In this District, a stay of discovery is generally disfavored. See, e.g., Rocha v. CCF Admin., No. 09-cv-01432, 2010 WL 291966, at *1 (D. Colo. Jan. 20, 2010); Jackson v. Denver Water Bd., No. 08-cv-01984, at *1 (D. Colo. Dec. 15, 2008); Chavez v. Young Am. Ins. Co., No. 06-cv-02419, at *2 (D. Colo. Mar. 2, 2007). Nevertheless, the decision whether to stay discovery rests firmly within the sound discretion of the court. United Steelworkers of Am. v. Or. Steel Mills, Inc., 322 F.3d 1222, 1227 (10th Cir. 2003) (quoting Landis, 299 U.S. at 254).

         In ruling on a motion to stay discovery, five factors are generally considered: “(1) [the] plaintiff's interests in proceeding expeditiously with the civil action and the potential prejudice to [the] plaintiff of a delay; (2) the burden on the defendants; (3) the convenience to the court; (4) the interests of persons not parties to the civil litigation; and (5) the public interest.” String Cheese Incident, LLC v. Stylus Shows, Inc., No. 02-cv-01934, 2006 WL 8949955, at *2 (D. Colo. Mar. 30, 2006); see United Steelworkers, 322 F.3d at 1227. Further, “a court may decide that in a particular case it would be wise to stay discovery on the merits until [certain challenges] have been resolved.” 8A Charles Alan Wright & Arthur R. Miller, Federal Practice and Procedure § 2040, at 198 (3d ed. 2010). “[A] stay may be appropriate if resolution of a preliminary motion may dispose of the entire action.” Serv. First Permits, LLC v. Lightmaker Vancouver (Internet) Inc., No. 18-cv-02089, 2019 WL 109335, at *3 (D. Colo. Jan. 4, 2019) (quoting Elec. Payment Sols. of Am., Inc., No. 14-cv-02624, 2015 WL 3940615, at *1 (D. Colo. June 25, 2015)).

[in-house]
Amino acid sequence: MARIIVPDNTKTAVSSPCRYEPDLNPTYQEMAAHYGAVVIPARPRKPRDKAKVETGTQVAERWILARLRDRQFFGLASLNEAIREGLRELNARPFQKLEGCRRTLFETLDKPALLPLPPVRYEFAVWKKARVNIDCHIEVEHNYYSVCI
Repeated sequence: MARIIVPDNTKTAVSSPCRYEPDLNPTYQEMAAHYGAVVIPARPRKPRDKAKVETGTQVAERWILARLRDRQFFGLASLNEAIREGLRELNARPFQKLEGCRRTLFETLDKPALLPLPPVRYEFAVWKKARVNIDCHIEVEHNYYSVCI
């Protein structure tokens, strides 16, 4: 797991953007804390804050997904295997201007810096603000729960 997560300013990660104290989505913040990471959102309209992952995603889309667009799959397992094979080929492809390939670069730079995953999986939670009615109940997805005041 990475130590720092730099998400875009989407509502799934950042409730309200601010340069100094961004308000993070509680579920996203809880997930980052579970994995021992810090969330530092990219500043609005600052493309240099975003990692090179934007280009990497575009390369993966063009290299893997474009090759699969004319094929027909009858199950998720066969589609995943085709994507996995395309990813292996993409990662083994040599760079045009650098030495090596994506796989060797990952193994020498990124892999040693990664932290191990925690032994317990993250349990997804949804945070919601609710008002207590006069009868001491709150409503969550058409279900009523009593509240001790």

In this case, as to the first factor, there is no evidence to suggest that Plaintiff will be prejudiced by a discovery stay. Indeed, Plaintiff has not responded, or otherwise expressed opposition, to Defendant's motion. The first factor, therefore, weighs in favor of the imposition of a stay. See Frasier v. Evans, No. 15-cv-01759, 2015 WL 6751136, at *2 (D. Colo. Nov. 5, 2015) (finding the first factor to weigh in favor of a stay, because the plaintiff did not oppose the requested relief).